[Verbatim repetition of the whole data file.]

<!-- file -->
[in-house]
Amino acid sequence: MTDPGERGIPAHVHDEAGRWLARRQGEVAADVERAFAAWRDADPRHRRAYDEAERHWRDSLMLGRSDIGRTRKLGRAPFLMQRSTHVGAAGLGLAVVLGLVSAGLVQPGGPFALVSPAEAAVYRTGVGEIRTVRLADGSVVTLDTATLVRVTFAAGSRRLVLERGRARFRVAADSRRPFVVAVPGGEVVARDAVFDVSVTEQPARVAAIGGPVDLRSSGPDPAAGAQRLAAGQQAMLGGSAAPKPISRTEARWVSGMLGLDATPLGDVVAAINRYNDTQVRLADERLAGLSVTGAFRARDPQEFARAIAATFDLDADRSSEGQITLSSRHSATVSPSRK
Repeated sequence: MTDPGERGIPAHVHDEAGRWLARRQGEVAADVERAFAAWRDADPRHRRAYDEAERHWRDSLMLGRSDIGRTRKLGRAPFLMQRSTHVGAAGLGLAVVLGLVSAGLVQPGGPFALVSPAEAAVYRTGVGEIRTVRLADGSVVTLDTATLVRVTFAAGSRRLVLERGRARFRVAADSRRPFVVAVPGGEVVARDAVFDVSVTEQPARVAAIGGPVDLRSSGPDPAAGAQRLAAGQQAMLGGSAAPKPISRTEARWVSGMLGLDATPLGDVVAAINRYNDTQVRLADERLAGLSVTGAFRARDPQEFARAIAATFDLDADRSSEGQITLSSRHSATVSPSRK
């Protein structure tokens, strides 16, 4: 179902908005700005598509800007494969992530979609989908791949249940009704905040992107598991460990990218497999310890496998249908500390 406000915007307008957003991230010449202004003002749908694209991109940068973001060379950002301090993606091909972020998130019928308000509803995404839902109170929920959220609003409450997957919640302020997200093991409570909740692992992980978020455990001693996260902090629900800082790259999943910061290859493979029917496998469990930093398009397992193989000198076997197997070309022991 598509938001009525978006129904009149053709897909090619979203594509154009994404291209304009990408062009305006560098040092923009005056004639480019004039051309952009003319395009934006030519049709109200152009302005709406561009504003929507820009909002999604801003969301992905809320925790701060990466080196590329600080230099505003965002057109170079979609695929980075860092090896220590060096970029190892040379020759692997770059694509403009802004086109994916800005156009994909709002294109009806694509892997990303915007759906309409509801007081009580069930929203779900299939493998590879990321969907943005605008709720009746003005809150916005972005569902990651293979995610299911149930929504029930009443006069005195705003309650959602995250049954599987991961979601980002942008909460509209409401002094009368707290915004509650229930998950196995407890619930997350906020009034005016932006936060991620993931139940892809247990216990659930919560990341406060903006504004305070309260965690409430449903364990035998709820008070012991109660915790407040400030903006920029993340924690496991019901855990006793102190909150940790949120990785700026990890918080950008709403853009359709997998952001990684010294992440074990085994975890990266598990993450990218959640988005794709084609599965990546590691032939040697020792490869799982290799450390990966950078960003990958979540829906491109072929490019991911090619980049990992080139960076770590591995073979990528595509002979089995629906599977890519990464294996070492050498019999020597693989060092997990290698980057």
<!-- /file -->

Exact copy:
[in-house]
Amino acid sequence: MTDPGERGIPAHVHDEAGRWLARRQGEVAADVERAFAAWRDADPRHRRAYDEAERHWRDSLMLGRSDIGRTRKLGRAPFLMQRSTHVGAAGLGLAVVLGLVSAGLVQPGGPFALVSPAEAAVYRTGVGEIRTVRLADGSVVTLDTATLVRVTFAAGSRRLVLERGRARFRVAADSRRPFVVAVPGGEVVARDAVFDVSVTEQPARVAAIGGPVDLRSSGPDPAAGAQRLAAGQQAMLGGSAAPKPISRTEARWVSGMLGLDATPLGDVVAAINRYNDTQVRLADERLAGLSVTGAFRARDPQEFARAIAATFDLDADRSSEGQITLSSRHSATVSPSRK
Repeated sequence: MTDPGERGIPAHVHDEAGRWLARRQGEVAADVERAFAAWRDADPRHRRAYDEAERHWRDSLMLGRSDIGRTRKLGRAPFLMQRSTHVGAAGLGLAVVLGLVSAGLVQPGGPFALVSPAEAAVYRTGVGEIRTVRLADGSVVTLDTATLVRVTFAAGSRRLVLERGRARFRVAADSRRPFVVAVPGGEVVARDAVFDVSVTEQPARVAAIGGPVDLRSSGPDPAAGAQRLAAGQQAMLGGSAAPKPISRTEARWVSGMLGLDATPLGDVVAAINRYNDTQVRLADERLAGLSVTGAFRARDPQEFARAIAATFDLDADRSSEGQITLSSRHSATVSPSRK
């Protein structure tokens, strides 16, 4: 179902908005700005598509800007494969992530979609989908791949249940009704905040992107598991460990990218497999310890496998249908500390 406000915007307008957003991230010449202004003002749908694209991109940068973001060379950002301090993606091909972020998130019928308000509803995404839902109170929920959220609003409450997957919640302020997200093991409570909740692992992980978020455990001693996260902090629900800082790259999943910061290859493979029917496998469990930093398009397992193989000198076997197997070309022991 598509938001009525978006129904009149053709897909090619979203594509154009994404291209304009990408062009305006560098040092923009005056004639480019004039051309952009003319395009934006030519049709109200152009302005709406561009504003929507820009909002999604801003969301992905809320925790701060990466080196590329600080230099505003965002057109170079979609695929980075860092090896220590060096970029190892040379020759692997770059694509403009802004086109994916800005156009994909709002294109009806694509892997990303915007759906309409509801007081009580069930929203779900299939493998590879990321969907943005605008709720009746003005809150916005972005569902990651293979995610299911149930929504029930009443006069005195705003309650959602995250049954599987991961979601980002942008909460509209409401002094009368707290915004509650229930998950196995407890619930997350906020009034005016932006936060991620993931139940892809247990216990659930919560990341406060903006504004305070309260965690409430449903364990035998709820008070012991109660915790407040400030903006920029993340924690496991019901855990006793102190909150940790949120990785700026990890918080950008709403853009359709997998952001990684010294992440074990085994975890990266598990993450990218959640988005794709084609599965990546590691032939040697020792490869799982290799450390990966950078960003990958979540829906491109072929490019991911090619980049990992080139960076770590591995073979990528595509002979089995629906599977890519990464294996070492050498019999020597693989060092997990290698980057």